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Doctor testing Woman's Stomach

Abdominal Symptoms

By

Healthgrades Editorial Staff

What are the signs of abdominal problems?

Abdominal symptoms are sensations and conditions that seem to originate in the belly or belly wall. The digestive tract occupies a large portion of the abdomen and is often the source of abdominal symptoms, although they can also be due to conditions of the body wall, skin, blood vessels, or urinary tract. Occasionally, conditions related to the reproductive organs or the chest can create symptoms in the abdomen.

Conditions of the digestive track are known to cause discomfort, nausea, vomiting, gas, indigestion, diarrhea, constipation, changes in stool color or consistency, and bloating. Pain from the digestive tract can be severe or mild, constant or periodic, and may be generalized or located in one specific area. Pain or tenderness that is localized may be due to an underlying organ such as the appendix, gall bladder, spleen, or stomach, whereas generalized pain is more common with gas, indigestion or infection. Serious conditions of the digestive tract, such as intestinal obstruction, intestinal perforation, or ruptured appendix, may cause difficulties with passing stool or severe pain with abdominal rigidity.

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Abdominal symptoms that are severe, persistent or worsening, or that are accompanied by other serious symptoms tend to be the most worrisome.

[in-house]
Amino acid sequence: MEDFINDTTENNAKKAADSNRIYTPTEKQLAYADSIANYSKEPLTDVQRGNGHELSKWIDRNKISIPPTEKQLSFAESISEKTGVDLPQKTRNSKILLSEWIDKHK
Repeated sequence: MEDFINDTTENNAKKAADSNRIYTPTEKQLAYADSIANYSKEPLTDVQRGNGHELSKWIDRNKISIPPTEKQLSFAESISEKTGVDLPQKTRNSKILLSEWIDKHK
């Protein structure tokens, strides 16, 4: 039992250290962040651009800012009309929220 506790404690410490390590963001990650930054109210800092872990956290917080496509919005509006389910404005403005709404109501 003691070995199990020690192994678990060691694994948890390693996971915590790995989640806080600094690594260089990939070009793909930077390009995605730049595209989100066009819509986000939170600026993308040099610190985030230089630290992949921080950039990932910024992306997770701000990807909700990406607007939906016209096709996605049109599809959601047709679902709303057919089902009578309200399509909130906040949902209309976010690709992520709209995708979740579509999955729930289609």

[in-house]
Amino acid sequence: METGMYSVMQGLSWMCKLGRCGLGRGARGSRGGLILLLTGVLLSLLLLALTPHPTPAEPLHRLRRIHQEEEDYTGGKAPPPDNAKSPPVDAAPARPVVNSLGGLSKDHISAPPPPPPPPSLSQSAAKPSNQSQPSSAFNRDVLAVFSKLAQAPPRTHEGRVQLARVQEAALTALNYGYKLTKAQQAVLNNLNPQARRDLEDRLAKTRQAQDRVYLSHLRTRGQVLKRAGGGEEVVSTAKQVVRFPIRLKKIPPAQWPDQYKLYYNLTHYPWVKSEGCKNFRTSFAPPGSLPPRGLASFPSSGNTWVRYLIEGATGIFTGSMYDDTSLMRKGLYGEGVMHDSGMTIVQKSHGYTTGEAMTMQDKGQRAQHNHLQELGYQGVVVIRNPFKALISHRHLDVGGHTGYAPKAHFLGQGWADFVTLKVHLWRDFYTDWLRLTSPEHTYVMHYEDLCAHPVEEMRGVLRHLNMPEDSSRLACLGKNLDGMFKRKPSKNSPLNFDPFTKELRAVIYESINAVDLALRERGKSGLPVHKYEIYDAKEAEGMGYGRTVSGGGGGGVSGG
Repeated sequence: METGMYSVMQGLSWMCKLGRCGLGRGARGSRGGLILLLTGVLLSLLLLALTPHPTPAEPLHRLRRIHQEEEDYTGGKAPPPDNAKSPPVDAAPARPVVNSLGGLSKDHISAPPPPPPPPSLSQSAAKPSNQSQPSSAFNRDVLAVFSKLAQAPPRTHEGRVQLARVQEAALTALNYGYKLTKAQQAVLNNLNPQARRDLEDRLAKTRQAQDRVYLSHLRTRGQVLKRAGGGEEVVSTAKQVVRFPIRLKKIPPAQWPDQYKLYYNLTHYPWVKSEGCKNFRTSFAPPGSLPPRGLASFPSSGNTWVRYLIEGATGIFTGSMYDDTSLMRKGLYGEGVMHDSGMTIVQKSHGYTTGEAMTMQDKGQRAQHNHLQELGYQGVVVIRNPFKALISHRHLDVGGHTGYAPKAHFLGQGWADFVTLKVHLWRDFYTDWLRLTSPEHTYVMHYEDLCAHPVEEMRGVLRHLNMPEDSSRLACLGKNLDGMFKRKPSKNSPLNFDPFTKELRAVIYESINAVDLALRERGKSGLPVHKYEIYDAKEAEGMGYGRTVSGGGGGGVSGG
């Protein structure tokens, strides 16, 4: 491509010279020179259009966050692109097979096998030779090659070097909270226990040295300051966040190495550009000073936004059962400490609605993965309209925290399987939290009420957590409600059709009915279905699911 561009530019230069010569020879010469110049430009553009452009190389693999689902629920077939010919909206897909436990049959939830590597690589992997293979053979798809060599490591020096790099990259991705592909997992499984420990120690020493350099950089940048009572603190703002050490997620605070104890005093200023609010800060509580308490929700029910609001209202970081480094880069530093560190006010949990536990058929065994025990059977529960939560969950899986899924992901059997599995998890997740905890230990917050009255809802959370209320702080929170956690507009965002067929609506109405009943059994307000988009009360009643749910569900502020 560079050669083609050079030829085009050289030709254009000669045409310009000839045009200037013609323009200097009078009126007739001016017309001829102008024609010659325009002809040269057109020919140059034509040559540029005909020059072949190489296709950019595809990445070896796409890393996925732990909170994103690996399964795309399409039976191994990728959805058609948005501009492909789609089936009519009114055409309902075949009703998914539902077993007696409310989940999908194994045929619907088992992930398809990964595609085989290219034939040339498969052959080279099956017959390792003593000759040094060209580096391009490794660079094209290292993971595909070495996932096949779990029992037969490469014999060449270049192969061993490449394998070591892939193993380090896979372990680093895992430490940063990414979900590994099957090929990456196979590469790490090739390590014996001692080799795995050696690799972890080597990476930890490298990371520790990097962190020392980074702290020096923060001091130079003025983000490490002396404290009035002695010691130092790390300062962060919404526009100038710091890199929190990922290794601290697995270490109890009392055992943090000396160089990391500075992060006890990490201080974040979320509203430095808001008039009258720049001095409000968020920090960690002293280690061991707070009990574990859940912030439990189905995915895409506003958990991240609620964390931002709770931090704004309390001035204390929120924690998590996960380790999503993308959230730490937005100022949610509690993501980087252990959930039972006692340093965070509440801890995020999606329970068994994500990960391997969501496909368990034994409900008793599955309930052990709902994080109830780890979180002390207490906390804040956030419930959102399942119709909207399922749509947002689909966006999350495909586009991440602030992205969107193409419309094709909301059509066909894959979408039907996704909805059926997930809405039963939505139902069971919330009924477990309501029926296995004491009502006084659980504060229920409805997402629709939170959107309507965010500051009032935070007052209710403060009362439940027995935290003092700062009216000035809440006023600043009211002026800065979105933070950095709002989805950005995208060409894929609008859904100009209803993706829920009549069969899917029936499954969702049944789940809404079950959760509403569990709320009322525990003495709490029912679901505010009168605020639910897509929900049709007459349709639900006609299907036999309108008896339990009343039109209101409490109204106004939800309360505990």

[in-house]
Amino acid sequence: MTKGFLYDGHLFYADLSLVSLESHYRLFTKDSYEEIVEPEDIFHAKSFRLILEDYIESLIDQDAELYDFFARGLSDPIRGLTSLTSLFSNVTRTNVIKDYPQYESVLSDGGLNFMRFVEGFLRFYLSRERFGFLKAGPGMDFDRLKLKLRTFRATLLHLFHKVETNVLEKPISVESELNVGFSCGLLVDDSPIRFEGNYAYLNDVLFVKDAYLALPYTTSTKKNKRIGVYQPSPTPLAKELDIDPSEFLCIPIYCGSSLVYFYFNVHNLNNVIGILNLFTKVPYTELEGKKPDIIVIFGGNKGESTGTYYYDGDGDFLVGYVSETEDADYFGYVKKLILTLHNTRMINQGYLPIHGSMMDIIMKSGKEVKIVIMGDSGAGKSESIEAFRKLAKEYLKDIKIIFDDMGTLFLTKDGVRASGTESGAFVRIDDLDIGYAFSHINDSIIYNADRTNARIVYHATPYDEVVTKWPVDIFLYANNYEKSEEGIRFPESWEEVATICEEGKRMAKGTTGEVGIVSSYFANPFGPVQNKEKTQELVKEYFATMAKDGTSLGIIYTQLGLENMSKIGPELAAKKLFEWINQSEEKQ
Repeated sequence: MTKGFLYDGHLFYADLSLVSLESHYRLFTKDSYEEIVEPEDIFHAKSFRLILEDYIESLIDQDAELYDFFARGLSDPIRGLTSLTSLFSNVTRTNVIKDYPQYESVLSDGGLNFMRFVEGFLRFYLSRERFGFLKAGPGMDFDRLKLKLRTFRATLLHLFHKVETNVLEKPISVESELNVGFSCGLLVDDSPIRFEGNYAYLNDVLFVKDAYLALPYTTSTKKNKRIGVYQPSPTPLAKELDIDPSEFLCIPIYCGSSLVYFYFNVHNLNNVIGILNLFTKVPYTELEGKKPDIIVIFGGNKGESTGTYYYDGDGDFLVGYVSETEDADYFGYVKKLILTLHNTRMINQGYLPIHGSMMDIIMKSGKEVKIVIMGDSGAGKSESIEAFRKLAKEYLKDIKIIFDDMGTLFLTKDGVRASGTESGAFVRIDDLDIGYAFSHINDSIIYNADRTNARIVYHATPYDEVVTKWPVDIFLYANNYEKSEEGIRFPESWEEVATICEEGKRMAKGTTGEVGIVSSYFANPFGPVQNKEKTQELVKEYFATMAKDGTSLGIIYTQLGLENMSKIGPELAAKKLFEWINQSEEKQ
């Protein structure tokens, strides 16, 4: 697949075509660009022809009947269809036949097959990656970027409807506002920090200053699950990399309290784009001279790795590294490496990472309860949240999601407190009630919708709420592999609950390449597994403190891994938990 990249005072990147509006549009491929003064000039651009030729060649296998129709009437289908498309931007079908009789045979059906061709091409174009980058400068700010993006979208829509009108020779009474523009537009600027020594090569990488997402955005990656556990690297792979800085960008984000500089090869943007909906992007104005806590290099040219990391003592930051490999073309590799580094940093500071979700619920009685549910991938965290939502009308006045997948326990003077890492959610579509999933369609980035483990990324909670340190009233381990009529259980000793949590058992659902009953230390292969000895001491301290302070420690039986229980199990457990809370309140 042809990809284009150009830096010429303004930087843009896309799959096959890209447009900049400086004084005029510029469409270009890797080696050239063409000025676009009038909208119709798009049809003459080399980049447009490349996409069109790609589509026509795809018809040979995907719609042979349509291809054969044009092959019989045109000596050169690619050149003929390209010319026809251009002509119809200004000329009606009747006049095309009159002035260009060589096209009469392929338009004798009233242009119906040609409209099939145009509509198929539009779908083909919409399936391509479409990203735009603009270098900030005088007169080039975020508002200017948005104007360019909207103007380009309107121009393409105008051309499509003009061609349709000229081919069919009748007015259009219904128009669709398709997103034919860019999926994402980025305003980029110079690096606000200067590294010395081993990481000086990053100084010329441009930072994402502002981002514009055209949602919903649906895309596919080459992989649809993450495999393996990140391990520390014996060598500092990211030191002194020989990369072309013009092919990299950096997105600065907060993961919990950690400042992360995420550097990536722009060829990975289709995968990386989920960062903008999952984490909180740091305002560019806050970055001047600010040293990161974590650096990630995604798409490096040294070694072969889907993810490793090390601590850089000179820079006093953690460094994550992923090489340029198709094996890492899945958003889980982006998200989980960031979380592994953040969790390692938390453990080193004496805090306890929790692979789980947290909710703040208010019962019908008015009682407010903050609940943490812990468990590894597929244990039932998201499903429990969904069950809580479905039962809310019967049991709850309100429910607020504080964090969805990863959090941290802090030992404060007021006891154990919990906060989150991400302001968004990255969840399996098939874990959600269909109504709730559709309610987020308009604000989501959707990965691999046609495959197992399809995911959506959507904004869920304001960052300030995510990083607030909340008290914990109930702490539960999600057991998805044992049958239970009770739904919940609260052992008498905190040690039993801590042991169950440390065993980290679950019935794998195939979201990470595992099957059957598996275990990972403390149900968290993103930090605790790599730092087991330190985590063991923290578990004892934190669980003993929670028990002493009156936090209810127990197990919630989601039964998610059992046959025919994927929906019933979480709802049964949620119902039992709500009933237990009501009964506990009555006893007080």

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Talk with your doctor if you think you might have one of these 10 common digestive disorders.

Abdominal symptoms can be related to a variety of conditions ranging from minor to serious. Seek immediate medical care (call 911) for severe pain that comes on suddenly, the inability to have bowel movements, bloody stool, vomiting blood, abdominal rigidity, breathing difficulties, or pain in the neck, chest, shoulders, or between the shoulders. You should also seek immediate care if you have cancer or if you might be pregnant and have the sudden onset of vaginal bleeding or abdominal pain.

If your abdominal symptoms are persistent or cause you concern, seek prompt medical care, particularly if you have pain that is worsening instead of improving. If you have bladder symptoms, a fever, decreased appetite, or unexplained weight loss, you should also seek prompt medical care.

Medical Reviewers: William C. Lloyd III, MD, FACS Last Review Date: Oct 30, 2016

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View Sources

Medical References

  1. Abdominal pain. Medline Plus, a service of the National Library of Medicine National Institutes of Health. http://www.nlm.nih.gov/medlineplus/ency/article/003120.htm.
  2. Abdominal pain syndrome. American College of Gastroenterology. http://www.acg.gi.org/patients/gihealth/aps.asp.
  3. Collins RD. Differential Diagnosis in Primary Care, 5th ed. Philadelphia: Lippincott, Williams & Williams, 2012.

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